Father, Lida, and Grandmother met us after our shopping so we could all go to the Glass Cathedral. Mother said it was important we visited once a week, as the baby’s due date approached. She did this for Lida and me and “kunkali ga jungoo”, it will bring good health. It got hot around midday so I indulged in my pluqa. I had to eat it with both of my hands, and I slurped loudly to stop the bright purple juice from running down my brown chin. Lida and I stood outside of the cathedral so the father could take our picture. Our shadows fell behind us, and I laughed because it appeared as if I was taller than Lida. She did not hesitate to mention she was still three years older. After that, we headed inside. I had to place my diary in the small cubbies up front. It is disrespectful to hold onto things of that nature inside. I will write about what happens.

- Ziza


Case#: 178280 Date: Seventh-day, 7894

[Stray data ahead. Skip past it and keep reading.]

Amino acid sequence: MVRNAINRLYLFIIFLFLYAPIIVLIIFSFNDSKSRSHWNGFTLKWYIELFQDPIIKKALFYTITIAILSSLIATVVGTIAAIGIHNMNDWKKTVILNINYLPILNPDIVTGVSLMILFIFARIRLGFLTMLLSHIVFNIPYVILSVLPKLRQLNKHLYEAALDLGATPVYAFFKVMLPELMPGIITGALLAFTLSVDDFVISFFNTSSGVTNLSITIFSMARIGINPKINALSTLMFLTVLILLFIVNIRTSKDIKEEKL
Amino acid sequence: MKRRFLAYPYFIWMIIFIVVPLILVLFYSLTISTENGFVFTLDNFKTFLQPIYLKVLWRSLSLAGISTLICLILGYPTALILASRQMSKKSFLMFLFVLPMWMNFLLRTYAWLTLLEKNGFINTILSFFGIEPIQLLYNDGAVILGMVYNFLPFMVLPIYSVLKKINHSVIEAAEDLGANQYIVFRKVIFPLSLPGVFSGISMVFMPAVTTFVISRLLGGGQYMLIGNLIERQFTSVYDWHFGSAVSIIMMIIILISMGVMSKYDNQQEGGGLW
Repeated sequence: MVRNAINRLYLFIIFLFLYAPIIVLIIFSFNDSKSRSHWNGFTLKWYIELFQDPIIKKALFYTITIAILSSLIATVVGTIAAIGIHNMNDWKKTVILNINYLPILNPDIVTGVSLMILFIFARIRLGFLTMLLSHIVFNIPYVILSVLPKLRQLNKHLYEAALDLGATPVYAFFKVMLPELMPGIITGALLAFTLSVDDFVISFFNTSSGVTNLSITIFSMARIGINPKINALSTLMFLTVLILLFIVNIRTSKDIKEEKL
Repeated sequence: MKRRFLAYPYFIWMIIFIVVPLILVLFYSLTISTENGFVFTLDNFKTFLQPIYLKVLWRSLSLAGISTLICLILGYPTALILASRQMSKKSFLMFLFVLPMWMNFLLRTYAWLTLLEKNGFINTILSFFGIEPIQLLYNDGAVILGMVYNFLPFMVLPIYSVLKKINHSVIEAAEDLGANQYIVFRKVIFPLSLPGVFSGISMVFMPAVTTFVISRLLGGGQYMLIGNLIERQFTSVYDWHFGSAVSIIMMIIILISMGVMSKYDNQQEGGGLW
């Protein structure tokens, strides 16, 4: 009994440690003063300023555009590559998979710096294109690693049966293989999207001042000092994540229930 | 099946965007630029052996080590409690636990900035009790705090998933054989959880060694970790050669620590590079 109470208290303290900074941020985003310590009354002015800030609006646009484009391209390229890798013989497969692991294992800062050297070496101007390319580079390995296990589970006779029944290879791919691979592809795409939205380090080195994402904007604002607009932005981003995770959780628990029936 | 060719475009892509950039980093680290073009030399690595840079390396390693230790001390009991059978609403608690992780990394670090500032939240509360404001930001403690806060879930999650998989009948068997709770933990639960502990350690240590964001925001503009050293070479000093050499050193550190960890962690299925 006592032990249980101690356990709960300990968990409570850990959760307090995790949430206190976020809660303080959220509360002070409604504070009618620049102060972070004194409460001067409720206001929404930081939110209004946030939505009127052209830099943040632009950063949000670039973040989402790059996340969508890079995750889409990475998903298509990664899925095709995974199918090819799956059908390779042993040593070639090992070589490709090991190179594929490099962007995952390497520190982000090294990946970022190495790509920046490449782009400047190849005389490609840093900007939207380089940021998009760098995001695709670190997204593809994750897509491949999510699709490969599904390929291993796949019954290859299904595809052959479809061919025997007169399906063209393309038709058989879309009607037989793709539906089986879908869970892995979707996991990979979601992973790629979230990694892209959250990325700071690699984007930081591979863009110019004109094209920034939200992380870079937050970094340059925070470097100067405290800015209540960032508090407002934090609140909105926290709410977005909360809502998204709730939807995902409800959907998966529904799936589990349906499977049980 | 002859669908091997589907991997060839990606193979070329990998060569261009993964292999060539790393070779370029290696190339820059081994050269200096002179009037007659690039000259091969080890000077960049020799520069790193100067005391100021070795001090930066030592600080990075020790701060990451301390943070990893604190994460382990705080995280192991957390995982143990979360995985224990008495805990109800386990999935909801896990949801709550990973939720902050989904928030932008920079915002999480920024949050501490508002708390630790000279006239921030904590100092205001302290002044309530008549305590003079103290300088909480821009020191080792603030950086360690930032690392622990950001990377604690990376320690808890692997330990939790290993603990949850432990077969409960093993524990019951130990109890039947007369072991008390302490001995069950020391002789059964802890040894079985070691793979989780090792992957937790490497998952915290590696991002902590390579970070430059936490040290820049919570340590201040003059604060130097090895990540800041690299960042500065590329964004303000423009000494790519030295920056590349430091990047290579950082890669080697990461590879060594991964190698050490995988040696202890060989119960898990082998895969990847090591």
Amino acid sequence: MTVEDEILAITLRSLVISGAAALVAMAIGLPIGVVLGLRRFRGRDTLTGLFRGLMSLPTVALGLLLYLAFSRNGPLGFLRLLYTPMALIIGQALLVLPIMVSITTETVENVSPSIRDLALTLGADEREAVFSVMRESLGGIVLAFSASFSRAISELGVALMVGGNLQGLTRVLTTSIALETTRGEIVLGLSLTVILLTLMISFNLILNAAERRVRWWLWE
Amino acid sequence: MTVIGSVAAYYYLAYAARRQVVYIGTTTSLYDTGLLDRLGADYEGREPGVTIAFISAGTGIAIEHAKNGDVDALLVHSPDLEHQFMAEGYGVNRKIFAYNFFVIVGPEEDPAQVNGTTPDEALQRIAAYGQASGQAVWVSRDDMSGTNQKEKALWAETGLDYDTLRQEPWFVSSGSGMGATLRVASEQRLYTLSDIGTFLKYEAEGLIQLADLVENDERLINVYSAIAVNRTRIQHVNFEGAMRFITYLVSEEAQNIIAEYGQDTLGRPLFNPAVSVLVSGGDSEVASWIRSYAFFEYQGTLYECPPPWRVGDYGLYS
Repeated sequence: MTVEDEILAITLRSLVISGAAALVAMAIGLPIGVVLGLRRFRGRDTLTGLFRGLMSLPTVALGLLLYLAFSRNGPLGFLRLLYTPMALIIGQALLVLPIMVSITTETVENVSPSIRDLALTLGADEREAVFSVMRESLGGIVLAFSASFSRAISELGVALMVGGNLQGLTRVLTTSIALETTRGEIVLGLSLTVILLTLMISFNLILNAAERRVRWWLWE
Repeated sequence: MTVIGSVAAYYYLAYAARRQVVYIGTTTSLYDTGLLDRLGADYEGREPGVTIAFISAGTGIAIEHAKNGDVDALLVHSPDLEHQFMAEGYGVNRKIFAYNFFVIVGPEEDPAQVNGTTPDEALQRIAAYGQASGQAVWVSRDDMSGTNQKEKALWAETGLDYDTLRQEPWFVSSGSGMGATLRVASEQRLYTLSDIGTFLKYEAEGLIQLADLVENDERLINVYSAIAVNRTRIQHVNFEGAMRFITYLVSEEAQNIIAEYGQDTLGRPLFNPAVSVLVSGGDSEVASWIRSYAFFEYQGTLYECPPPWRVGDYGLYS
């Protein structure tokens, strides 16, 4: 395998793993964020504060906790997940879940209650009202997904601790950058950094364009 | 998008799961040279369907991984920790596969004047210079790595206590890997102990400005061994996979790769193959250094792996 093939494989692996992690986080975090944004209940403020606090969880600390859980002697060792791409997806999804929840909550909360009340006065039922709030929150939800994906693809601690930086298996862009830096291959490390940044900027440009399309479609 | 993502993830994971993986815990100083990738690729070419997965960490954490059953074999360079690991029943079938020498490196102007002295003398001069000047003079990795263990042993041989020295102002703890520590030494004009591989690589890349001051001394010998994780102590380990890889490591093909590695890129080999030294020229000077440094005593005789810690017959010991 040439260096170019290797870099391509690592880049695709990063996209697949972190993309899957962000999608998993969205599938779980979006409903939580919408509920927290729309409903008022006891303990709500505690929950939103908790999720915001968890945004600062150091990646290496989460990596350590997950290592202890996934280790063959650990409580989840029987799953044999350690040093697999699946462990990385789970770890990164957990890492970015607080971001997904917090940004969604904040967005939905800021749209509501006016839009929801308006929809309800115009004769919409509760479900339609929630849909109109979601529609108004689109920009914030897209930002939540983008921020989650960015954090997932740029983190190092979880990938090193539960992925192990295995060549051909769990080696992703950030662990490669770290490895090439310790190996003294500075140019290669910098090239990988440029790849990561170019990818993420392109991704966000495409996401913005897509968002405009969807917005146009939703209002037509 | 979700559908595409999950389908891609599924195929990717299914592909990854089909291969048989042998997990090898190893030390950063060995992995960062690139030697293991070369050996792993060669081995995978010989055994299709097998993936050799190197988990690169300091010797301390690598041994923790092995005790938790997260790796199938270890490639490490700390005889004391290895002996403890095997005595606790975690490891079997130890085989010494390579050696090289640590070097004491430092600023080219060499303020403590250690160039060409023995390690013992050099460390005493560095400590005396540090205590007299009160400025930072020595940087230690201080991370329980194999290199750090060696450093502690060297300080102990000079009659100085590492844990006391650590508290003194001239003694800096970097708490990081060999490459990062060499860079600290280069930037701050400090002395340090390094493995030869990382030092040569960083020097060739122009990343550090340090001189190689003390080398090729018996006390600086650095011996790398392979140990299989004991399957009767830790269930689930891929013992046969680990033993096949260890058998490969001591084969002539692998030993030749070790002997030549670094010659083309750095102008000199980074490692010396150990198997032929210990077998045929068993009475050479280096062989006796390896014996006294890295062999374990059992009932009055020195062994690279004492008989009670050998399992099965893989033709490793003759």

Reporting Officer: Carmyn Savoy

Incident: Destruction of the Glass Cathedral

Detail of Event: Shortly after midday, I was making my morning rounds. There had been frequent disturbances at the pub, the same vendor coming in to offer his unwanted wears, drinking too much, and then causing trouble. This was the third day the pub had called about him, so I marched in today with a warrant for his arrest. The pub, Irish Curse, is on the corner of Ember Ln. and Devil’s Rd. I was walking up the front steps when all of a sudden I heard something between a boom and a bang. It is by far the loudest sound I have ever heard, and that we now know has ever been recorded. I turned quickly and found myself looking at the Glass Cathedral. The top, the famous dome, was surrounded by a ring of smoke…before I watched the whole thing implode. The dome caved in on itself, and screams could be heard for miles. I did not hear what was said on the radio but immediately took off toward the cathedral. I was only a block away at the time. I arrived at a harrowing sight. All but one were dead. In the center of the bottom floor, a girl who was later identified as Aziza Hunter stood surrounded by large glass shards. They were tightly packed around her and it took a while to get her free. Besides the emotional trauma, she suffered only a cut on her wrist.